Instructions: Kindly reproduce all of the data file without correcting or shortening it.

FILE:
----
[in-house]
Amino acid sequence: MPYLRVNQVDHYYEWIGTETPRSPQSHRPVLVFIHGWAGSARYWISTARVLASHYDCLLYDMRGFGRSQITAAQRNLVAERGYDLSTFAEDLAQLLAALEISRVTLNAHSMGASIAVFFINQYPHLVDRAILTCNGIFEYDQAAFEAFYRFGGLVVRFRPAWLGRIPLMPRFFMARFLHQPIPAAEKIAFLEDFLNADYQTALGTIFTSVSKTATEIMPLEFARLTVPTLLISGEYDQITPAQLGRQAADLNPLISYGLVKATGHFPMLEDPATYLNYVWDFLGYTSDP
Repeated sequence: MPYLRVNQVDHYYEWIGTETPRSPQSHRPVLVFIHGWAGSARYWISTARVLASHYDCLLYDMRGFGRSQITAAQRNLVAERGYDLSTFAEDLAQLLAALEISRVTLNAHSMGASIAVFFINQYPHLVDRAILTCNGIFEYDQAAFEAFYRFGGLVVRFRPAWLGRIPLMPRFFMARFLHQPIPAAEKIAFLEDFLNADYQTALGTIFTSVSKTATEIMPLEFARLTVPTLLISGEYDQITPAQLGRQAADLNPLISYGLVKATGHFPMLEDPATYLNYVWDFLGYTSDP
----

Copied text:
[in-house]
Amino acid sequence: MPYLRVNQVDHYYEWIGTETPRSPQSHRPVLVFIHGWAGSARYWISTARVLASHYDCLLYDMRGFGRSQITAAQRNLVAERGYDLSTFAEDLAQLLAALEISRVTLNAHSMGASIAVFFINQYPHLVDRAILTCNGIFEYDQAAFEAFYRFGGLVVRFRPAWLGRIPLMPRFFMARFLHQPIPAAEKIAFLEDFLNADYQTALGTIFTSVSKTATEIMPLEFARLTVPTLLISGEYDQITPAQLGRQAADLNPLISYGLVKATGHFPMLEDPATYLNYVWDFLGYTSDP
Repeated sequence: MPYLRVNQVDHYYEWIGTETPRSPQSHRPVLVFIHGWAGSARYWISTARVLASHYDCLLYDMRGFGRSQITAAQRNLVAERGYDLSTFAEDLAQLLAALEISRVTLNAHSMGASIAVFFINQYPHLVDRAILTCNGIFEYDQAAFEAFYRFGGLVVRFRPAWLGRIPLMPRFFMARFLHQPIPAAEKIAFLEDFLNADYQTALGTIFTSVSKTATEIMPLEFARLTVPTLLISGEYDQITPAQLGRQAADLNPLISYGLVKATGHFPMLEDPATYLNYVWDFLGYTSDP